The Apprenticeship of Duddy Kravitz is a story about a young boy who is willing to do anything to get what he wants. The novel shows how we live in a materialistic society in which people are more concerned with achieving financial success rather than living in a life guided by clear morals and fair values. The three characters in the story that is more concerned with financial success rather than clear morals are: Duddy Kravitz, Jerry Dingleman and Mr. Cohen. The first character in the story that cares about financial success is Duddy Kravitz.
Duddy shows this by ripping off Mr. Cohen on the film, ripping off Virgil on the pinball machines and taking Virgil’s money. When Duddy first started his film company his first customer is Mr. Cohen. Since Duddy is in need of money for his land, he tries to get as much money as he can for the poorly made bar mitzvah film. “For twenty-five hundred dollars in all I’ll make you a silent partner” (p. 151). Even though Mr. Cohen is a good friend to Duddy, he still tries to get the most amount of money he can out of him. The next thing Duddy does to show he cares more about financial success is he rips Virgil off on the pinball machines.
Duddy tells Virgil that he will give him a thousand dollars for all of the machines. After Duddy sells the machines he gives Virgil a truck that is not worth the amount of money he owes him. “Duddy, I’m very tired. I want to go to sleep. I know that truck isn’t costing you more than five or six hundred dollars” (p. 222). Lastly, the worst thing Duddy does is that he forges a check from Virgil to pay for his land. “He forged the signature by holding the cheque and a letter Virgil had signed up to the window and tracing slowly” (p. 316).
This shows the true evil side of Duddy and the side that wins in the end. The second person in the novel that shows he cares more about financial success rather than having clear morals is Jerry Dingleman. Jerry Dingleman shows this by the merit card scam, illegally gambling to get rich and getting Duddy to smuggle drugs for him. When Dingleman was attending Fletcher Field High School, he was a student of Mr. Macpherson. Mr. Macpherson gave out merit cards to the students that were good and well behaved. On the third month, Jerry Dingleman had the most cards even though he wasn’t awarded any.
On the threat of a week’s expulsion from the school Dingleman confessed that he won all the cards playing nearest-to-the-wall with the other boys in the toilet, and so the system ended” (p. 3). Secondly, Dingleman became rich by gambling illegally with gangsters. “Picture him, Macdonald, a twenty-nine-year-old boy from St. Urbain Street and he’s not even made his name yet… ” (p. 19). The last thing Dingleman does to show he cares about financial success is that he gets Duddy to smuggle drugs into Montreal for him. Dingleman takes Duddy to New York to talk about business but it’s not the business Duddy thought it was about.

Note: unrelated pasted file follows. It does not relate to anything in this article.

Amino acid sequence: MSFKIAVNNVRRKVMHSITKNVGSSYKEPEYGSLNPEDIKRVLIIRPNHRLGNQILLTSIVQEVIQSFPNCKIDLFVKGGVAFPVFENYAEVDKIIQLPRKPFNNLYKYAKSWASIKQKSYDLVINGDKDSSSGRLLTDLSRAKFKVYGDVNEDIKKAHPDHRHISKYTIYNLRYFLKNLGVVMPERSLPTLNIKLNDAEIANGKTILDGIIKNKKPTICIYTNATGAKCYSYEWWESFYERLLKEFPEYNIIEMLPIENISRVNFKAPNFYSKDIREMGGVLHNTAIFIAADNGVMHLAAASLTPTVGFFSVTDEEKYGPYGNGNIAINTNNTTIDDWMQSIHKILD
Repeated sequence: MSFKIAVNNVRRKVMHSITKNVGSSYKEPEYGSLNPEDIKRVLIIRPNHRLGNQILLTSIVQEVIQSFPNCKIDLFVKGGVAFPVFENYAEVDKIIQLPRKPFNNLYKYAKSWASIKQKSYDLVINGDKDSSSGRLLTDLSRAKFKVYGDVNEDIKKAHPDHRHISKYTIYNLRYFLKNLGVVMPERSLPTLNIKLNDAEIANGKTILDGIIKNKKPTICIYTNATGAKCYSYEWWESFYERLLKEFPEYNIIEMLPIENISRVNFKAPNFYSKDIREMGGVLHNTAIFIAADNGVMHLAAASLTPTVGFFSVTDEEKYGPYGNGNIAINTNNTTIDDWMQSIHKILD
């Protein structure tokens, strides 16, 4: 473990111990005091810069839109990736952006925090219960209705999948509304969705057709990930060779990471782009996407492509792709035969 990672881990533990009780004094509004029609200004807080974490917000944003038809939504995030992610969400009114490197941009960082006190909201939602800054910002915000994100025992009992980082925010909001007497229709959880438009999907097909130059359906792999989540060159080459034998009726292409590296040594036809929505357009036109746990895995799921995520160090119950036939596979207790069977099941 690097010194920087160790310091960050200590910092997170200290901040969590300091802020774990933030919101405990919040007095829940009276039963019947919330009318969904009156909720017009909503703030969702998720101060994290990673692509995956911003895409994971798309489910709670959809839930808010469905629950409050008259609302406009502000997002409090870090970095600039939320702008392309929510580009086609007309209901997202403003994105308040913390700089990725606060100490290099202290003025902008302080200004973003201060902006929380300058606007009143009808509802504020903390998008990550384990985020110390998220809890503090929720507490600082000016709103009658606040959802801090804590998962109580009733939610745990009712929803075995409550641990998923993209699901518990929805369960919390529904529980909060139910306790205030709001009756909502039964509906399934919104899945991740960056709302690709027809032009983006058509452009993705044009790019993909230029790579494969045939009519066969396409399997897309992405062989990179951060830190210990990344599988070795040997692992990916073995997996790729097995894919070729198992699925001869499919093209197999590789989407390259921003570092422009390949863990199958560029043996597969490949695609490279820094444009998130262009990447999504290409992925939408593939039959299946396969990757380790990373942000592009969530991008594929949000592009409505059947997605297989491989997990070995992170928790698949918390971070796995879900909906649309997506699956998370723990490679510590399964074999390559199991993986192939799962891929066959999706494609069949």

On the way back to Montreal, Dingleman tells Duddy that they don’t know each other and he gives him a suitcase. “There was no coffee in the tin, but the white sweet-smelling dust inside meant nothing to him” (p. 143). This shows that Jerry Dingleman is a drug smuggler and doesn’t care about his morals. The last person in the novel that shows he cares more about money than fair values is Mr. Cohen. Mr. Cohen shows this by trying to rip Duddy off on the bar mitzvah film, getting a guy killed working for him and only buying the film because Duddy tells him it’s going to be worth lots of money.
When Duddy first offers to make a film for Mr. Cohen’s son, Mr. Cohen tries to take advantage of him. “You go ahead and make me a film of Bernie’s bar-mitzvah. If I like it I’ll give you a thousand dollars for it. If not you can go and burn it” (p. 122). Once Duddy learns a few things in the business world and finishes the film, he goes back to Mr. Cohen to get more money. He tells Mr. Cohen that he doesn’t want to sell the film because it’s too good to sell. “I’d cut you in for twenty per cent of the net theatre profits… ” (p. 151). Lastly, after Virgil is in an accident Duddy goes and talks to Mr. Cohen.
Mr Cohen tells him not to worry about it and move on in life. “Duddy, in my yard once there was an accident with the derrick and a goy got killed… ” (p. 271). This shows that Mr. Cohen cares more about money and supporting his family than living life guided by clear morals. In Conclusion, the three characters that are more concerned with achieving financial success rather than living a life guided by clear morals and fair values are Duddy Kravitz, Jerry Dingleman and Mr. Cohen. Duddy is constantly ripping people off to get as much money as he can. Jerry Dingleman is a drug smuggler and Mr. Cohen does what’s best for him or his family.